- A helicopter tour (fastest but most expensive); based on stories I heard it’s definitely bucket-list material
- Drive to the South Rim (it’s a good 4 ½ hours or so, and you can rent a car or sign up for a bus tour). This is the cheapest option, as the South Rim access is through a National Park and the fee is $30 per car (regardless of number of people) or $15 per person (if with a tour bus). I’m yet to do that, but figured one day I’ll make it to Sedona, then Flagstaff, and from there it’s only 1 ½ hours… Plans for later on…
- Drive to Grand Canyon West (only 2 ½ hours) where the area is owned by the Hualapai tribe (they made it abundantly clear that we were no longer on US territory) and since 2007 have opened it to the general public. General admission starts around $40 per person, with shuttle stops to 2 different viepoints, and an additional $25 if you want access to the Skywalk (a glass-bottomed-horseshoe-shaped cantilever “bridge” that hangs just above the canyon)
Built during the Great Depression (1931-36) it was the largest concrete structure of its time. 200 meters thick at the bottom, 14 meters at the top, it impounds Lake Mead, the largest reservoir in the US. It puts out (on average) about 4.2 trillion kilowatt-hours, enough to power big chunks of Southern California, Nevada and Arizona. Talk about a mega-engineering feat. Geeks would have a blast here!
In 1936 it was the world’s largest, with 1,345 MW output. In 1942 it was eclipsed by the Grand Coulee Dam (Columbia River, Washington State) with 6,809 MW (it’s still the biggest in the US). By comparison, the biggest in the world (Three Gorges Dam in China) puts out 22,500 MW!!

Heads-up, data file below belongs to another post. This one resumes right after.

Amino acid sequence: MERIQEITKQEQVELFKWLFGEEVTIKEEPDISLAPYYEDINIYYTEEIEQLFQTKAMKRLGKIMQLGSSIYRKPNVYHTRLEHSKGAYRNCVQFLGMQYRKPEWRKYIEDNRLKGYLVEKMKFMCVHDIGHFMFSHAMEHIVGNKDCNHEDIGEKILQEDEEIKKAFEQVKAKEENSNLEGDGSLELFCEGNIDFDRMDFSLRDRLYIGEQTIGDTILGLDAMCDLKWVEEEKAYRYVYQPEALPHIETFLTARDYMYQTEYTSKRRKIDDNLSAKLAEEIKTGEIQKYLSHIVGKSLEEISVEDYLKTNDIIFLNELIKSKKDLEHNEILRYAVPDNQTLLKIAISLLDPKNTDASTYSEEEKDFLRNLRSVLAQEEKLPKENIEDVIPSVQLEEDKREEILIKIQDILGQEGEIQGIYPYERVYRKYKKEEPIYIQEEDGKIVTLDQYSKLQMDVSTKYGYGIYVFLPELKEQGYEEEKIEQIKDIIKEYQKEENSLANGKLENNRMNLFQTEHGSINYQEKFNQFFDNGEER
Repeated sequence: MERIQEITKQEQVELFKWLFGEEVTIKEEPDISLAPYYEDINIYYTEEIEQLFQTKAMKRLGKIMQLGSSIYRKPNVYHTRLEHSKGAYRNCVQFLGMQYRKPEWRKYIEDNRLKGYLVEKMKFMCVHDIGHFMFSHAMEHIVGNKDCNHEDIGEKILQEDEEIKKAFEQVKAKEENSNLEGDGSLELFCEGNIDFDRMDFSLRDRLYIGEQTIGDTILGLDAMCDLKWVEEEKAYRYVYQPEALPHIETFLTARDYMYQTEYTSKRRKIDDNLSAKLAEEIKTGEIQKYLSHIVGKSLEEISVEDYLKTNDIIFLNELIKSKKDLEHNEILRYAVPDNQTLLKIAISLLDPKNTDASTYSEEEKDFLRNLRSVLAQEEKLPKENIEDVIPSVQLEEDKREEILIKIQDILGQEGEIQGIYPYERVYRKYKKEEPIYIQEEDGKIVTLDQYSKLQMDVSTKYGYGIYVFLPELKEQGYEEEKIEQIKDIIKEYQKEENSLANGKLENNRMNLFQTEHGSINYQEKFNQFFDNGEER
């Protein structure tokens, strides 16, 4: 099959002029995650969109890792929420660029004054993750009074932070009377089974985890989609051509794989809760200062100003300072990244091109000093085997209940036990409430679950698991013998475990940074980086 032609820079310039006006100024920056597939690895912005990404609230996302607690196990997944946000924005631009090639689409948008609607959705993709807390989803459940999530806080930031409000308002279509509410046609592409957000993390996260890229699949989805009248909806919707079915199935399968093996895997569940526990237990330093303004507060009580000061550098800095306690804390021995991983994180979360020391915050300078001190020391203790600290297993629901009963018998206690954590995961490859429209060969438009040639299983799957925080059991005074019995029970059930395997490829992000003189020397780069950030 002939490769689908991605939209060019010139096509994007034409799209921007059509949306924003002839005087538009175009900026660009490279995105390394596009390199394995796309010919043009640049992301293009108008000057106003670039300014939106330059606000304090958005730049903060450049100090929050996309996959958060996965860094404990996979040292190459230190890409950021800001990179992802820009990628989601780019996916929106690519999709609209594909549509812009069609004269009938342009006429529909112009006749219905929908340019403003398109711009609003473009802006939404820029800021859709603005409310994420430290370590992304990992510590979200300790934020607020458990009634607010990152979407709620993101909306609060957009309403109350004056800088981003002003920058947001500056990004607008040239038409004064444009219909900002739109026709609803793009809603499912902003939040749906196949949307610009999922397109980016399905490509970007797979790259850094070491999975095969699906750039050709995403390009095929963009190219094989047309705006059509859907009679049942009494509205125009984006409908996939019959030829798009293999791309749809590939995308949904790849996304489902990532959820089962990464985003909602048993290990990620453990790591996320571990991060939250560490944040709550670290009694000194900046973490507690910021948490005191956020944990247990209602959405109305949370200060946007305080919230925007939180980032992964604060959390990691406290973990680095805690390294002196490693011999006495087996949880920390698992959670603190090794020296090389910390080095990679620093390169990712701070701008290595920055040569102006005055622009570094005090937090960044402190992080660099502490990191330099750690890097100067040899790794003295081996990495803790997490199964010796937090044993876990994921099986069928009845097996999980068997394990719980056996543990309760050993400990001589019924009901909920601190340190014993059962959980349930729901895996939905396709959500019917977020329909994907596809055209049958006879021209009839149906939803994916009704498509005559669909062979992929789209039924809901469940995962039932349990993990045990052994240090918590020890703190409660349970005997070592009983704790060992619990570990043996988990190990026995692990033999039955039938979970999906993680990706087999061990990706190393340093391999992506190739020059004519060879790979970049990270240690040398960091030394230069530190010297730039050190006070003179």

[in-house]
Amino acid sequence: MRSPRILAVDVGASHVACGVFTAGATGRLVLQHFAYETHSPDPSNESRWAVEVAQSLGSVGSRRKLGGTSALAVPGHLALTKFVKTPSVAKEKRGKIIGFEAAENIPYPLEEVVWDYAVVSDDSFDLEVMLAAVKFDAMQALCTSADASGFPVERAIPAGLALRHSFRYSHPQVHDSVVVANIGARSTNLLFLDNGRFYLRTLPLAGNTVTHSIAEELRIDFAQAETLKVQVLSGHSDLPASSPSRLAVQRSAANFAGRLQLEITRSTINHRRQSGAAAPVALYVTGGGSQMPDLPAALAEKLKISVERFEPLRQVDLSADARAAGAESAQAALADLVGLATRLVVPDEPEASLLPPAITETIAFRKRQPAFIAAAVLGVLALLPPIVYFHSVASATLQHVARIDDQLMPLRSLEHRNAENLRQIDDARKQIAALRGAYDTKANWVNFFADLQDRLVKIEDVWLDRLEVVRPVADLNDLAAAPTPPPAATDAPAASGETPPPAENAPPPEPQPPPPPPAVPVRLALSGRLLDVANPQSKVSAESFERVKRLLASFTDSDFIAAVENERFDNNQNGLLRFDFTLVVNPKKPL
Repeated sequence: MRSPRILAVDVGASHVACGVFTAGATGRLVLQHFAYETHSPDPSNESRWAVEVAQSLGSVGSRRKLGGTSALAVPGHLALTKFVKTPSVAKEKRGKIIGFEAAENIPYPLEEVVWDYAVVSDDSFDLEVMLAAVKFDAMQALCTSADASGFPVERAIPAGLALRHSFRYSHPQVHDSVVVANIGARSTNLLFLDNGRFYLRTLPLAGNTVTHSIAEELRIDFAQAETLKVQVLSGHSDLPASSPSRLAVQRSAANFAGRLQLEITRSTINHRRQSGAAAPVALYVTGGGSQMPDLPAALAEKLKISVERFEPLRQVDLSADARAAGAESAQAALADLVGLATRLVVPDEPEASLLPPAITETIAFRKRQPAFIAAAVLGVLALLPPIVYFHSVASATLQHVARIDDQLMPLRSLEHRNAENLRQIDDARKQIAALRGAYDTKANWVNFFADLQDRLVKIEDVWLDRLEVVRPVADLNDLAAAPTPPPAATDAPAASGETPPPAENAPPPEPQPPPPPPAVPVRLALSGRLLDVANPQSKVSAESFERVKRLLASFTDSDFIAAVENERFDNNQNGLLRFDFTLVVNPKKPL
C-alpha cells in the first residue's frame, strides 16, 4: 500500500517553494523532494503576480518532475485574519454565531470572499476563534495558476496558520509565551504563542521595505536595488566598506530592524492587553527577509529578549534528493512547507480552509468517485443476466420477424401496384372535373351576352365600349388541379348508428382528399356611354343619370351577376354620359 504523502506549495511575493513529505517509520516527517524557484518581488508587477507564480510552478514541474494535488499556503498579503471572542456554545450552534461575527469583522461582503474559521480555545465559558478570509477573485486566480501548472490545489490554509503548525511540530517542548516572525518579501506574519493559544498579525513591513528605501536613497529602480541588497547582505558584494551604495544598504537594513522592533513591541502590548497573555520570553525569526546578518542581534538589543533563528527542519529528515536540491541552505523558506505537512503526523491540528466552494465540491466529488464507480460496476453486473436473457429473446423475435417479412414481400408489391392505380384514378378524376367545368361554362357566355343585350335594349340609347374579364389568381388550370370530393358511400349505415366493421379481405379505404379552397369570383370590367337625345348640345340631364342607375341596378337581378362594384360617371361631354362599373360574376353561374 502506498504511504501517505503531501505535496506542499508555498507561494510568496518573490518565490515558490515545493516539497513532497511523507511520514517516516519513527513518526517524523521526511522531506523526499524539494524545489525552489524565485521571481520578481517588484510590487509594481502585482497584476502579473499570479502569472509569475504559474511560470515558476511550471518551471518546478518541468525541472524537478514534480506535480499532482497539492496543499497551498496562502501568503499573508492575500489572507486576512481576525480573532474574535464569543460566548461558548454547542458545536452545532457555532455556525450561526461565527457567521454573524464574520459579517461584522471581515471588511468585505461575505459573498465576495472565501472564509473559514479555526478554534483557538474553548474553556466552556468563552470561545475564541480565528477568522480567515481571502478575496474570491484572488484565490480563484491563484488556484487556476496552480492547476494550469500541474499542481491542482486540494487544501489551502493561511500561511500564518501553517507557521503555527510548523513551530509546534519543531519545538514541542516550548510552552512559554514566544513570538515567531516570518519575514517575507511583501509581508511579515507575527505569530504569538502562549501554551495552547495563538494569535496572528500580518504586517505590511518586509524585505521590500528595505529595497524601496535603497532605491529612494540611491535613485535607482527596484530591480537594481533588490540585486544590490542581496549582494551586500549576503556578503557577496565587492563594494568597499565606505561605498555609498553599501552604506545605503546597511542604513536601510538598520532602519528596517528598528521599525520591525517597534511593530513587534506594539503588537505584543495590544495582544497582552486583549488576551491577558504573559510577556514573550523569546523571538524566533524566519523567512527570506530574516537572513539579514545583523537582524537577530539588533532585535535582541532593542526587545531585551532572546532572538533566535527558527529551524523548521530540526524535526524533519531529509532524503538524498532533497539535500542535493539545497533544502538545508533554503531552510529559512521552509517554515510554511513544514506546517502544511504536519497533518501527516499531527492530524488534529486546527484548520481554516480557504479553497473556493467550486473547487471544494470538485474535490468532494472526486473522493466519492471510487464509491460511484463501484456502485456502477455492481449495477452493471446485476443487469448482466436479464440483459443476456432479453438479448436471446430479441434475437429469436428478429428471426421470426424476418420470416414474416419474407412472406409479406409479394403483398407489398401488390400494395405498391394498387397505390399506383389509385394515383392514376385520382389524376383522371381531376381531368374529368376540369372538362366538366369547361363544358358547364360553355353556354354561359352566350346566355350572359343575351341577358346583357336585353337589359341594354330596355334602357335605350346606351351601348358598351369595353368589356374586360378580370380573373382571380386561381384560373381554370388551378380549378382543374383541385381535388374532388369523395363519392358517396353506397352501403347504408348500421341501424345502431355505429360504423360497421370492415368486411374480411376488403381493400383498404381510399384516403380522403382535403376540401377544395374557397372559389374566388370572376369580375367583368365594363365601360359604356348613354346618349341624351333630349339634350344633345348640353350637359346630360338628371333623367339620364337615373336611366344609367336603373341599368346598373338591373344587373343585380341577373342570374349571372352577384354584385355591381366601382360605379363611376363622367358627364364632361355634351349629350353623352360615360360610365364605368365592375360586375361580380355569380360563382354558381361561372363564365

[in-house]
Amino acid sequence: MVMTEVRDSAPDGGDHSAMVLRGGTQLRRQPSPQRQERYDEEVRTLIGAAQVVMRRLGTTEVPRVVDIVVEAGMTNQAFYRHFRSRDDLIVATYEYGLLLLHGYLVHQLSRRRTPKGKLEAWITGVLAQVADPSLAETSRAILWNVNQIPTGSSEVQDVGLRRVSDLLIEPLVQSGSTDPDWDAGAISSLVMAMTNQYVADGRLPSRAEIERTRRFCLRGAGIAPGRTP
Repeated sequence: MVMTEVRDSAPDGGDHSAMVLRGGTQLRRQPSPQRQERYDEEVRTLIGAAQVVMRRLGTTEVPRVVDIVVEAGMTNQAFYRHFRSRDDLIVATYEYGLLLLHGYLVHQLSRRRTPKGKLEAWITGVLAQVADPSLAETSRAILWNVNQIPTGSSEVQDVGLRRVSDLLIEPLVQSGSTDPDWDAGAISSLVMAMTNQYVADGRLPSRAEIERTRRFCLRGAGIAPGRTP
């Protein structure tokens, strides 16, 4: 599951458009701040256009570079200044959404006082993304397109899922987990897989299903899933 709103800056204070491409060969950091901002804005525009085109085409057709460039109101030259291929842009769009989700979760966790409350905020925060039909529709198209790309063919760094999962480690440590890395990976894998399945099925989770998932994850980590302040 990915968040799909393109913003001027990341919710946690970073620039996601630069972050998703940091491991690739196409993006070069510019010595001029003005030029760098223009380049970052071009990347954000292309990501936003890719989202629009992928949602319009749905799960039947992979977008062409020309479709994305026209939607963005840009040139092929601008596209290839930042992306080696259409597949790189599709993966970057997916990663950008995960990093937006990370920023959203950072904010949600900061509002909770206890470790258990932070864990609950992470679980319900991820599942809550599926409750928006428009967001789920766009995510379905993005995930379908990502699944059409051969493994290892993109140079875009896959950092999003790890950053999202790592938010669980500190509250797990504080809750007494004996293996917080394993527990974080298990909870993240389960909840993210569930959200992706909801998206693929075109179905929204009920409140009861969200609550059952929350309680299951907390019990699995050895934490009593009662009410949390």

So in the grand scheme of things, Hoover Dam is small. But HUGE in terms of history and what it has done for the economic development of the area and neighboring states.
And humor me for another minute. Of the 10 biggest in the US, the Grand Coulee is the only Hydro, there is one coal (Scherer) one gas (West County Energy Center) and the rest are Nuclear (Palo Verde, at the top with an output of 32,846 MW). Conversely, of the top 10 in the world, only 2 are Nuclear (one in Japan, one in Canada). The rest are all Hydro, with the Three Gorges being the biggest.
Thanks for indulging me. There’s always Google and Wikipedia if you need more…
Off to Grand Canyon West, then.
On our first trip there (I think it was 2007, right after it opened) the road wasn’t even paved all the way. The last 20 miles or so were quite an off-road adventure; bumpy, dusty, and very uneven. By now, seems like they made enough money to invest in the infrastructure. All paved, and overall facilities (from a couple run-down shacks a few years ago) that now include lodging and air-conditioned buildings.
But none of that matters when you stand at the edge of the Canyon (strangely, there are no railing or any of the typical safety precautions) and gape in awe at what nature was able to create over millions and millions of years…
There are two main viepoints at Grand Canyon West: Guano Point (my favorite of the two) and Eagle Point, given the shape of the ridge formation (near the Skywalk) that looks like an eagle with the wings spread out.
The Skywalk “bridge” I mentioned earlier hangs 800 ft. (240 m) directly above the canyon floor. It seems like an interesting experience, to walk across the glass-bottom surface and look straight down. But frankly, you can have the same view from the rim. For about $25 less. And although there are plans to extend the whole area (hotels, restaurants, golf course, casino, and a cable car to the bottom) some of the tribe, along with environmental groups strongly reject the idea, considering it a defacement of a natural treasure.